Homemade Turkey Gravy is so easy to make and absolutely delicious, especially when you use the leftover drippings from your Thanksgiving turkey. You can embrace the giblets stored inside your turkey and use the them to make a delicious giblet gravy, or leave them out if you want a turkey gravy recipe without giblets in it.

Turkey gravy in a white gravy boat being poured over turkey slices on a plate with cranberry sauce and broccoli.

We had TWO turkeys at Thanksgiving dinner when I was growing up. My mom usually hosted and we’d always have at least 30-50 people there. Mom would make one turkey and my Grandma would make the other, and they would both use the turkey drippings to make the best homemade turkey gravy!

They say the star of Thanksgiving is the turkey, but I’d argue that the Turkey Gravy and cranberry relish really make or break the meal! I’m all about “sauces” and dips and those two things are top favorites on my entire Thanksgiving plate.

I love to make a big well in my homemade mashed potatoes for the gravy, I love it over my Turkey, and I love it lightly drizzled on stuffing. Everyone always loves a smear of leftover gravy and cranberry sauce on our turkey sandwiches the next day, too.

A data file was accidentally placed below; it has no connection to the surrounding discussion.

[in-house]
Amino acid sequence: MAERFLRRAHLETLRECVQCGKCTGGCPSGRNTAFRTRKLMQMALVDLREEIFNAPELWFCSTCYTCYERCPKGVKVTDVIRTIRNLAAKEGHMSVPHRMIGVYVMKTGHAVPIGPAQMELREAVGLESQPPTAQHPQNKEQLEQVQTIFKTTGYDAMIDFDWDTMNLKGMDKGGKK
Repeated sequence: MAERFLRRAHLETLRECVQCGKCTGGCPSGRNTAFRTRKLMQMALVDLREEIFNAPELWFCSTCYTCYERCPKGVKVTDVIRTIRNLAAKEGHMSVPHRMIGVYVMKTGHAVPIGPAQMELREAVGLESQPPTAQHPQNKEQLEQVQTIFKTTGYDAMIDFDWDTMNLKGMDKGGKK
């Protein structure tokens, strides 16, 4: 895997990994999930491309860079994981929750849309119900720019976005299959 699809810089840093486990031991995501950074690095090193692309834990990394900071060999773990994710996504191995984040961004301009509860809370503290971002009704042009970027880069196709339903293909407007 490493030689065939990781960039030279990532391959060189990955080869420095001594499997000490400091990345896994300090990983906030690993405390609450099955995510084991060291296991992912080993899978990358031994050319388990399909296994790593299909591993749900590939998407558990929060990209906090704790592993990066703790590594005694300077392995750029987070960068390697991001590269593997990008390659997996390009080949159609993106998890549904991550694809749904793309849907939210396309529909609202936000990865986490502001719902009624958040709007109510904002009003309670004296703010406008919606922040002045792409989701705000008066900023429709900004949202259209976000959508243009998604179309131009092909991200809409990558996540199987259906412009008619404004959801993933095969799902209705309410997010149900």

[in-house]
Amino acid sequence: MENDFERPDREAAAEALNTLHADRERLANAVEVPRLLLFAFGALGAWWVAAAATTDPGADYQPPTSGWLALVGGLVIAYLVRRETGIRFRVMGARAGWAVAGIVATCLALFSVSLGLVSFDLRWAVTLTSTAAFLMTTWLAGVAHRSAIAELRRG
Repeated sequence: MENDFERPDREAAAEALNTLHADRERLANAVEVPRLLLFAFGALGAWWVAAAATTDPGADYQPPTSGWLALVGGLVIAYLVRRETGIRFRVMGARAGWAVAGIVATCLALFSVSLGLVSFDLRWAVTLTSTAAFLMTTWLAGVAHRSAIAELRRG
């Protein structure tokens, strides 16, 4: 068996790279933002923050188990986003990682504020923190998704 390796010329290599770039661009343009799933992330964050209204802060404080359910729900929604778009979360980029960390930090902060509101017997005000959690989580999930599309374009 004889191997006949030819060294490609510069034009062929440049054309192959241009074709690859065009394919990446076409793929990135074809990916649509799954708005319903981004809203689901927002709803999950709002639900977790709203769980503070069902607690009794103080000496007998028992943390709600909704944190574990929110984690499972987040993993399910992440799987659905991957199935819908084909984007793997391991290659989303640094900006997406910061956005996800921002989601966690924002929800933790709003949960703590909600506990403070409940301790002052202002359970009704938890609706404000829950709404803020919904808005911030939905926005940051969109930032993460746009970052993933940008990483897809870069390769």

How to make turkey gravy:

Homemade gravy is so easy and delicious.  Below are steps for making turkey gravy with or without the giblets.

What are giblets?

When you buy a turkey (or chicken), you will find the neck, heart, liver, and gizzards from the bird stored inside its cavity.  Before cooking your turkey, you should remove the giblets and set them aside.  You can use the turkey giblets to make the best homemade turkey giblet gravy!

What are drippings?

Drippings are what’s left in the roasting pan after cooking the turkey.  This includes fat that has melted and any bits of meat that have fallen off.

A saucepan with turkey gravy with giblets and a wire whisk.

How to make turkey gravy with drippings and giblets:

When you remove your giblets from the turkey, rinse them with cold water and store them in a ziplock bag in the refrigerator until you are ready to use them.

When you are ready to make your giblet gravy, place all of the neck, heart, liver, and gizzards of the turkey in a sauce pan, cover them with water and bring it to a boil.  Simmer the giblets 1 hour.

Remove the giblets, save the water, and chop the giblets into small pieces.

Boiled giblets on a cutting board next to another photo of the giblets chopped into small pieces.

When you have taken your turkey out of the oven, pour the drippings into a bowl.  Allow the fat to separate and skim it from the top of the drippings.

Add about one cup of the drippings to the roasting pan or a sauce pan.  Whisk in about ½ cup of flour and make a roux by allowing it to turn to a golden brown color.  Add broth and more drippings, stirring until it thickened, and add the giblet meat.  Season the gravy with salt and pepper and make sure to taste it to be sure it has the flavor you are looking for!

Step-by-step photos for making turkey gravy with turkey drippings, broth, flour and giblets.

 

How to make turkey gravy without giblets:

To make turkey gravy without giblets, throw the giblets from the turkey away and make turkey gravy using the drippings from the pan.